Mathematical Physics and meteorology

On 5 October 2012 the fiftieth anniversary of the Institute for Theoretical Physics (ITP) was celebrated with a colloquium. A few scientists of the RMI obtained their PhD at this Institute and were present on this occasion.

Piet Termonia, head of the department 'meteorological and climatological research' of the RMI, also Program Manager of the ALADIN consortium, and ex student of the ITP, took, during his presentation, the opportunity to highlight the crucial role of mathematical physics for the current scientific discipline of atmospheric modeling.

 

Prof. F. Denef of the Institute for Theoretical Physics about the fundamental questions of physics in the 21st century.

The Norwegian mathematician Bjerknes realised already in 1904 that weather prediction could essentially be possible by solving the dynamic equations of the atmosphere. This could, however, not be realized before the invention of the first computers and a first trial to solve the dynamical equations was reported in 1950. Since then the computing power has increased enormously and by the steady refinements of the computer models, the predictive horizon of the models has been moved further into the future by one day every ten years.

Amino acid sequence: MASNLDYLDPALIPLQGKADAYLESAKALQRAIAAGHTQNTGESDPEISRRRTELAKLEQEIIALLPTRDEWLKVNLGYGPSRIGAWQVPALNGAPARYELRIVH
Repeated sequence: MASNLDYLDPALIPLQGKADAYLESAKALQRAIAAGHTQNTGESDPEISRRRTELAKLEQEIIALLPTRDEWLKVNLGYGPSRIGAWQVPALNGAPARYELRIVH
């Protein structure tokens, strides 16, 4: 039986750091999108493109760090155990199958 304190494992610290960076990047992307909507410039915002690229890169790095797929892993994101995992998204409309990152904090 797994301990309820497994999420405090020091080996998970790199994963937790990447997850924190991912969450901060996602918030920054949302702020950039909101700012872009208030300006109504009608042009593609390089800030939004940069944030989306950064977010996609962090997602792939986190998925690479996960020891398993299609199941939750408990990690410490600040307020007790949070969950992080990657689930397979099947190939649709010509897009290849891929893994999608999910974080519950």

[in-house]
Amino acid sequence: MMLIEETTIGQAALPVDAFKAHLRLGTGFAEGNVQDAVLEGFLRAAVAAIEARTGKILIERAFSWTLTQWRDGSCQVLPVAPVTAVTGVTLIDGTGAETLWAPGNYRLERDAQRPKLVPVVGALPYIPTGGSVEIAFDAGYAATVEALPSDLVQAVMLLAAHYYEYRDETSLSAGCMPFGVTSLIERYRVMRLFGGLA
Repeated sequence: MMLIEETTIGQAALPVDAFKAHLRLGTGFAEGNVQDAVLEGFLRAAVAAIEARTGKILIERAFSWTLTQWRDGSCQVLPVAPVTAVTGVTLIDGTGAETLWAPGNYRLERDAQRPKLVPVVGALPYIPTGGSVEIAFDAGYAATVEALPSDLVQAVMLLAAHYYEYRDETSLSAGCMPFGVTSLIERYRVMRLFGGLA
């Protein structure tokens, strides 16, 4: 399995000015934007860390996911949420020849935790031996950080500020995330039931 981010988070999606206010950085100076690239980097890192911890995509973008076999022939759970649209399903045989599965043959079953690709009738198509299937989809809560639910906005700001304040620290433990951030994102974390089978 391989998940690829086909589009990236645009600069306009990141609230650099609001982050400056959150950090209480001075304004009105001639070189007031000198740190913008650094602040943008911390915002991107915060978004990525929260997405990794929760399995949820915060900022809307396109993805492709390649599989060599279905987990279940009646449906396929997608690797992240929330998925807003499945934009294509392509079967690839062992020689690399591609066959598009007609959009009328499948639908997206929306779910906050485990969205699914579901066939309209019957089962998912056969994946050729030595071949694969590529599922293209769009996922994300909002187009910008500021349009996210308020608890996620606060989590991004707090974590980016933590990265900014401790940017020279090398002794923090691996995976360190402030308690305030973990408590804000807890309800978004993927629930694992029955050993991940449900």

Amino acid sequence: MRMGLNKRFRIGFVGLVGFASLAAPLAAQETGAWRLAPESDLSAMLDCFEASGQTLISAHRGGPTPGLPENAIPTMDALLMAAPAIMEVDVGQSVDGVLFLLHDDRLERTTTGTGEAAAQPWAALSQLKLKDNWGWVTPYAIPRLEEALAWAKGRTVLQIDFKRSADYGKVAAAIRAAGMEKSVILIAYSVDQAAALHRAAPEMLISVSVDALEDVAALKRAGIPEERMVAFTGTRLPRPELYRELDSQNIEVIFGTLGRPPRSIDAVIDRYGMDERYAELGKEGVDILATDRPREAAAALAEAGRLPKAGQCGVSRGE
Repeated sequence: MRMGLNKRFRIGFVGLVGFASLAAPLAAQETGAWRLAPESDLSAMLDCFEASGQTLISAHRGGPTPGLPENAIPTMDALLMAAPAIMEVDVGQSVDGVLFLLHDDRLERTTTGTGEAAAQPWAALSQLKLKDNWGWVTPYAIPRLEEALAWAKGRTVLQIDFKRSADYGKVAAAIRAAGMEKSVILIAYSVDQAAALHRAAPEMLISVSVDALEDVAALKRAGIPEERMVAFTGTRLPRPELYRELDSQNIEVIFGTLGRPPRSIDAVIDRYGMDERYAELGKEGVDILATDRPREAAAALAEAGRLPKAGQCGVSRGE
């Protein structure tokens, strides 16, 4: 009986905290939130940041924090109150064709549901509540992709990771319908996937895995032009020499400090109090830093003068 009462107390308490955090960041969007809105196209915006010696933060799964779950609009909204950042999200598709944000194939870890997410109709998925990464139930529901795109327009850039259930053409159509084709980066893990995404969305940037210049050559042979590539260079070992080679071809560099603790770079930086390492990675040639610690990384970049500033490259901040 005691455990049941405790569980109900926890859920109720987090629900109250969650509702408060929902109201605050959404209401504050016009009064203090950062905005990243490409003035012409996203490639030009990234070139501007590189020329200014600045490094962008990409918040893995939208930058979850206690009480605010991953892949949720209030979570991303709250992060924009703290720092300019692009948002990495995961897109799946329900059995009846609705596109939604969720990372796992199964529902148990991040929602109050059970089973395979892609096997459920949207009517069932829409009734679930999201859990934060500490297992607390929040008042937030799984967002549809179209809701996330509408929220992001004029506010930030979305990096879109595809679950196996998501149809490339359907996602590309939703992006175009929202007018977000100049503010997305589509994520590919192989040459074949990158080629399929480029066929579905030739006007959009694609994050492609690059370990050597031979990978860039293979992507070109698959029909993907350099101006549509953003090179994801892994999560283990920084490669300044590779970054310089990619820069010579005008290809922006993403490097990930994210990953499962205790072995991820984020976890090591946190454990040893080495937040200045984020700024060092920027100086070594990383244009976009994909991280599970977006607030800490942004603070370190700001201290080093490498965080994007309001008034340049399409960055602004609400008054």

A second important theoretical contribution was made by the the theoretician E. Lorenz in 1963 who, building further on the work of the French mathematician Poincaré, showed that the equations of the atmosphere exhibit an inherently unpredictability. This led to the later development of probabilistic forecast systems. Three scientists of the RMI and ex students of the ITP, A. Deckmyn, G. Smet and J. Van den Bergh played a key role in the international context of the ALADIN collaboration, in the development of the European GLAMEPS forecasts system. Such systems make, besides forecasts, also estimates of the reliability of the forecasts.

 

The complexity of our weather and climate models is steadily increasing en further developments demands unique scientific skills. The contributions of theoretical physicists have been crucial and, given the challenges that our discipline is facing, we expect that the role of mathematical physics will only increase.